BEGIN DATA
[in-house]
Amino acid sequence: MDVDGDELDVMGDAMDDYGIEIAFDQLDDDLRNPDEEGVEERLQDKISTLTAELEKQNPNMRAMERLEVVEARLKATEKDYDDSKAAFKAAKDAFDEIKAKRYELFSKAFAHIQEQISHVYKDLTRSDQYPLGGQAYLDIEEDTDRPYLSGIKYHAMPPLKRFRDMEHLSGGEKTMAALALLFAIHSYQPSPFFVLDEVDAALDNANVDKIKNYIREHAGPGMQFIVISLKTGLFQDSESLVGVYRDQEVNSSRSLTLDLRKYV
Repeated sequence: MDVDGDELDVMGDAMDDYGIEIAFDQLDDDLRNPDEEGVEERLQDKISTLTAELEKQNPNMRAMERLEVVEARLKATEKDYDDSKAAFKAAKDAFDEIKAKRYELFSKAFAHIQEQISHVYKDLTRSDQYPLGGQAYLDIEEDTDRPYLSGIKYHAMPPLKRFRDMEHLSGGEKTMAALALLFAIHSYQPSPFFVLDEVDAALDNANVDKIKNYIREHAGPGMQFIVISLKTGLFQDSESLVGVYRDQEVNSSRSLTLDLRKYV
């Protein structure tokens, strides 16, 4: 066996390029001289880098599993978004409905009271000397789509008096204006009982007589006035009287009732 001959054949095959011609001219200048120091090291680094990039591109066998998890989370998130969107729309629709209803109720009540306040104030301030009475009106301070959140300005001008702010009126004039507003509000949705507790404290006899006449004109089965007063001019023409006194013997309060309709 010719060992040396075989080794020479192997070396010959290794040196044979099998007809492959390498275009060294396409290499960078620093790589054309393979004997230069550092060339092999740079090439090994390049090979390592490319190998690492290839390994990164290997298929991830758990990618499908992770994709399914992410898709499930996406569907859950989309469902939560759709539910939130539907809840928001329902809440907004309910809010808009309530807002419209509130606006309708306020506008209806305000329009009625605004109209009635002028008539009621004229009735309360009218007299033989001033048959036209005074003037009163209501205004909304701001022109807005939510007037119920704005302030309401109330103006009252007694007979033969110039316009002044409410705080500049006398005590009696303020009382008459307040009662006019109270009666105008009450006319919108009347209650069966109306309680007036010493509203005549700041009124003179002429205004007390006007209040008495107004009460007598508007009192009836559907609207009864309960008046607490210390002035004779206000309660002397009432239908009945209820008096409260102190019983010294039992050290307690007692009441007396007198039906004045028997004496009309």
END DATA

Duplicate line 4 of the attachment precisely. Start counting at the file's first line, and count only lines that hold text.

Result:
């Protein structure tokens, strides 16, 4: 066996390029001289880098599993978004409905009271000397789509008096204006009982007589006035009287009732 001959054949095959011609001219200048120091090291680094990039591109066998998890989370998130969107729309629709209803109720009540306040104030301030009475009106301070959140300005001008702010009126004039507003509000949705507790404290006899006449004109089965007063001019023409006194013997309060309709 010719060992040396075989080794020479192997070396010959290794040196044979099998007809492959390498275009060294396409290499960078620093790589054309393979004997230069550092060339092999740079090439090994390049090979390592490319190998690492290839390994990164290997298929991830758990990618499908992770994709399914992410898709499930996406569907859950989309469902939560759709539910939130539907809840928001329902809440907004309910809010808009309530807002419209509130606006309708306020506008209806305000329009009625605004109209009635002028008539009621004229009735309360009218007299033989001033048959036209005074003037009163209501205004909304701001022109807005939510007037119920704005302030309401109330103006009252007694007979033969110039316009002044409410705080500049006398005590009696303020009382008459307040009662006019109270009666105008009450006319919108009347209650069966109306309680007036010493509203005549700041009124003179002429205004007390006007209040008495107004009460007598508007009192009836559907609207009864309960008046607490210390002035004779206000309660002397009432239908009945209820008096409260102190019983010294039992050290307690007692009441007396007198039906004045028997004496009309």